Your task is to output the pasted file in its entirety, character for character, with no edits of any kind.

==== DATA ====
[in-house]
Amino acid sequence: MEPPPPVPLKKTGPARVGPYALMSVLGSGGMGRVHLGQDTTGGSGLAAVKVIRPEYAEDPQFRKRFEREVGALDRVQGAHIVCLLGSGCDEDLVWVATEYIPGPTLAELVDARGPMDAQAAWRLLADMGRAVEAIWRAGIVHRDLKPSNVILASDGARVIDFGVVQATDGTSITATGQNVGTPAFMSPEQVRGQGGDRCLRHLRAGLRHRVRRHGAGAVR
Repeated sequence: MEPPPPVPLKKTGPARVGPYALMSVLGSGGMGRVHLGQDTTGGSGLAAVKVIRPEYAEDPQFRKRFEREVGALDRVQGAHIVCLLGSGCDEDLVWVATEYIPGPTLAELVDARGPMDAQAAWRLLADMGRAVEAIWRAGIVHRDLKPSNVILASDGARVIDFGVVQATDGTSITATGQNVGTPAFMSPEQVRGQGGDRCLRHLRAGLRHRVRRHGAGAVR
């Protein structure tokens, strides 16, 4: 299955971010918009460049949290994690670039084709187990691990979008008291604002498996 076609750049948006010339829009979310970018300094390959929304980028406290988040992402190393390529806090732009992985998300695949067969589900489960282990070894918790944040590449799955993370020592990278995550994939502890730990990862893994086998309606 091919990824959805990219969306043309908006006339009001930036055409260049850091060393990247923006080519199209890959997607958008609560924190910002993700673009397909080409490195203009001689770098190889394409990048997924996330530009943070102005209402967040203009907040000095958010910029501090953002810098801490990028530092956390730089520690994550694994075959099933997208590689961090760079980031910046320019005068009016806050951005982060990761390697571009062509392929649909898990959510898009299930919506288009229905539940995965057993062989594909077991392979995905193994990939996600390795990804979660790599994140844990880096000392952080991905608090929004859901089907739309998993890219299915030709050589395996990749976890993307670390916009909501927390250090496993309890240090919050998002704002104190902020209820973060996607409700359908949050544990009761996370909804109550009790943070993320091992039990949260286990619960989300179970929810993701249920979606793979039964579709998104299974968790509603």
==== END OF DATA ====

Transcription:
[in-house]
Amino acid sequence: MEPPPPVPLKKTGPARVGPYALMSVLGSGGMGRVHLGQDTTGGSGLAAVKVIRPEYAEDPQFRKRFEREVGALDRVQGAHIVCLLGSGCDEDLVWVATEYIPGPTLAELVDARGPMDAQAAWRLLADMGRAVEAIWRAGIVHRDLKPSNVILASDGARVIDFGVVQATDGTSITATGQNVGTPAFMSPEQVRGQGGDRCLRHLRAGLRHRVRRHGAGAVR
Repeated sequence: MEPPPPVPLKKTGPARVGPYALMSVLGSGGMGRVHLGQDTTGGSGLAAVKVIRPEYAEDPQFRKRFEREVGALDRVQGAHIVCLLGSGCDEDLVWVATEYIPGPTLAELVDARGPMDAQAAWRLLADMGRAVEAIWRAGIVHRDLKPSNVILASDGARVIDFGVVQATDGTSITATGQNVGTPAFMSPEQVRGQGGDRCLRHLRAGLRHRVRRHGAGAVR
């Protein structure tokens, strides 16, 4: 299955971010918009460049949290994690670039084709187990691990979008008291604002498996 076609750049948006010339829009979310970018300094390959929304980028406290988040992402190393390529806090732009992985998300695949067969589900489960282990070894918790944040590449799955993370020592990278995550994939502890730990990862893994086998309606 091919990824959805990219969306043309908006006339009001930036055409260049850091060393990247923006080519199209890959997607958008609560924190910002993700673009397909080409490195203009001689770098190889394409990048997924996330530009943070102005209402967040203009907040000095958010910029501090953002810098801490990028530092956390730089520690994550694994075959099933997208590689961090760079980031910046320019005068009016806050951005982060990761390697571009062509392929649909898990959510898009299930919506288009229905539940995965057993062989594909077991392979995905193994990939996600390795990804979660790599994140844990880096000392952080991905608090929004859901089907739309998993890219299915030709050589395996990749976890993307670390916009909501927390250090496993309890240090919050998002704002104190902020209820973060996607409700359908949050544990009761996370909804109550009790943070993320091992039990949260286990619960989300179970929810993701249920979606793979039964579709998104299974968790509603």